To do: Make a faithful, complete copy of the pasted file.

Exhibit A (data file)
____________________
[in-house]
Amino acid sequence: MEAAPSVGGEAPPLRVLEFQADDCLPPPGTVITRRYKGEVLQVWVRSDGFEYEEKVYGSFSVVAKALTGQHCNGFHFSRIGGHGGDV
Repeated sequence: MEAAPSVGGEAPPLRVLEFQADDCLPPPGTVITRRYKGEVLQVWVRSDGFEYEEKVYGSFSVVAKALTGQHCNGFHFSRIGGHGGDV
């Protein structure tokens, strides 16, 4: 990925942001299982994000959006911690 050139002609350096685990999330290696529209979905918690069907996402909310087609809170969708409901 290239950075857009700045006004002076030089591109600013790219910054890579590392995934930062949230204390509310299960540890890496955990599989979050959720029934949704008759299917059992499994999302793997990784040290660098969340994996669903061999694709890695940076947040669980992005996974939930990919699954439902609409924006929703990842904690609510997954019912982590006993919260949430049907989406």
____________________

[in-house]
Amino acid sequence: MEAAPSVGGEAPPLRVLEFQADDCLPPPGTVITRRYKGEVLQVWVRSDGFEYEEKVYGSFSVVAKALTGQHCNGFHFSRIGGHGGDV
Repeated sequence: MEAAPSVGGEAPPLRVLEFQADDCLPPPGTVITRRYKGEVLQVWVRSDGFEYEEKVYGSFSVVAKALTGQHCNGFHFSRIGGHGGDV
């Protein structure tokens, strides 16, 4: 990925942001299982994000959006911690 050139002609350096685990999330290696529209979905918690069907996402909310087609809170969708409901 290239950075857009700045006004002076030089591109600013790219910054890579590392995934930062949230204390509310299960540890890496955990599989979050959720029934949704008759299917059992499994999302793997990784040290660098969340994996669903061999694709890695940076947040669980992005996974939930990919699954439902609409924006929703990842904690609510997954019912982590006993919260949430049907989406």